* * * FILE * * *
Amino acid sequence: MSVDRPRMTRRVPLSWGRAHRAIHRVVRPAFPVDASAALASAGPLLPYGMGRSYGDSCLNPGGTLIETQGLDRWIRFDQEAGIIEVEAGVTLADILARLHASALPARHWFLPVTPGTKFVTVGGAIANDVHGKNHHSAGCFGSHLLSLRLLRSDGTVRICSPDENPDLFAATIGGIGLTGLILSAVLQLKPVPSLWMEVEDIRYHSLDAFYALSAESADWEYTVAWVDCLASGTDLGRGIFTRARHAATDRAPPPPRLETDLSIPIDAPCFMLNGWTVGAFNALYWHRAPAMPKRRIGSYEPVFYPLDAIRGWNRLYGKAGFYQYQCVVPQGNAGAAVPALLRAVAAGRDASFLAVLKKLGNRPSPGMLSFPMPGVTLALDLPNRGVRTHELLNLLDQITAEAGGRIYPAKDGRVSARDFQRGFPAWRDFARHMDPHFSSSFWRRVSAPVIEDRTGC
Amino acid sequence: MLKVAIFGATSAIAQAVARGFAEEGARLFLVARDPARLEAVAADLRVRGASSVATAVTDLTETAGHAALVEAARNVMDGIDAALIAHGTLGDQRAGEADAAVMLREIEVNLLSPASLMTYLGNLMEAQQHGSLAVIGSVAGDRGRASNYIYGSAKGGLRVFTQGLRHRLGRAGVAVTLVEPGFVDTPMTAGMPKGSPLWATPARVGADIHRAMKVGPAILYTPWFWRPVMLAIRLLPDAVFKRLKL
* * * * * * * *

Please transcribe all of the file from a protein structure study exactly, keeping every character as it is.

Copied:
Amino acid sequence: MSVDRPRMTRRVPLSWGRAHRAIHRVVRPAFPVDASAALASAGPLLPYGMGRSYGDSCLNPGGTLIETQGLDRWIRFDQEAGIIEVEAGVTLADILARLHASALPARHWFLPVTPGTKFVTVGGAIANDVHGKNHHSAGCFGSHLLSLRLLRSDGTVRICSPDENPDLFAATIGGIGLTGLILSAVLQLKPVPSLWMEVEDIRYHSLDAFYALSAESADWEYTVAWVDCLASGTDLGRGIFTRARHAATDRAPPPPRLETDLSIPIDAPCFMLNGWTVGAFNALYWHRAPAMPKRRIGSYEPVFYPLDAIRGWNRLYGKAGFYQYQCVVPQGNAGAAVPALLRAVAAGRDASFLAVLKKLGNRPSPGMLSFPMPGVTLALDLPNRGVRTHELLNLLDQITAEAGGRIYPAKDGRVSARDFQRGFPAWRDFARHMDPHFSSSFWRRVSAPVIEDRTGC
Amino acid sequence: MLKVAIFGATSAIAQAVARGFAEEGARLFLVARDPARLEAVAADLRVRGASSVATAVTDLTETAGHAALVEAARNVMDGIDAALIAHGTLGDQRAGEADAAVMLREIEVNLLSPASLMTYLGNLMEAQQHGSLAVIGSVAGDRGRASNYIYGSAKGGLRVFTQGLRHRLGRAGVAVTLVEPGFVDTPMTAGMPKGSPLWATPARVGADIHRAMKVGPAILYTPWFWRPVMLAIRLLPDAVFKRLKL